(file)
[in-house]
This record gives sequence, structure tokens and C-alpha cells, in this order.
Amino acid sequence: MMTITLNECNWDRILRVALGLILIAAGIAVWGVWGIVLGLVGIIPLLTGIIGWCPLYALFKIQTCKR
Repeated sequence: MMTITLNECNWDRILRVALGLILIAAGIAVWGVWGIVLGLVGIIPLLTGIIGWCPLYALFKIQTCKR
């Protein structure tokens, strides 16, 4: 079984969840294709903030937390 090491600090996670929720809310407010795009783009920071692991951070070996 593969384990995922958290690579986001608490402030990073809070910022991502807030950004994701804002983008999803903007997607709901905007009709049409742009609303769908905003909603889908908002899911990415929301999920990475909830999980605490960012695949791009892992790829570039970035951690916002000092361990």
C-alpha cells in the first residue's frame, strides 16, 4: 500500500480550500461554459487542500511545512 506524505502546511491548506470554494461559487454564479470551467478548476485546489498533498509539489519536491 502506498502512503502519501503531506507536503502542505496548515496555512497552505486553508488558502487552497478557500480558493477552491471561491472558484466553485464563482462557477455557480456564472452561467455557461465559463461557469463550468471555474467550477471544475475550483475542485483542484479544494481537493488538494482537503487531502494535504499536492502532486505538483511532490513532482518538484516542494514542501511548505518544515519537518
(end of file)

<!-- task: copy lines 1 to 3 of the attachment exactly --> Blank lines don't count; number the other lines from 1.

[in-house]
This record gives sequence, structure tokens and C-alpha cells, in this order.
Amino acid sequence: MMTITLNECNWDRILRVALGLILIAAGIAVWGVWGIVLGLVGIIPLLTGIIGWCPLYALFKIQTCKR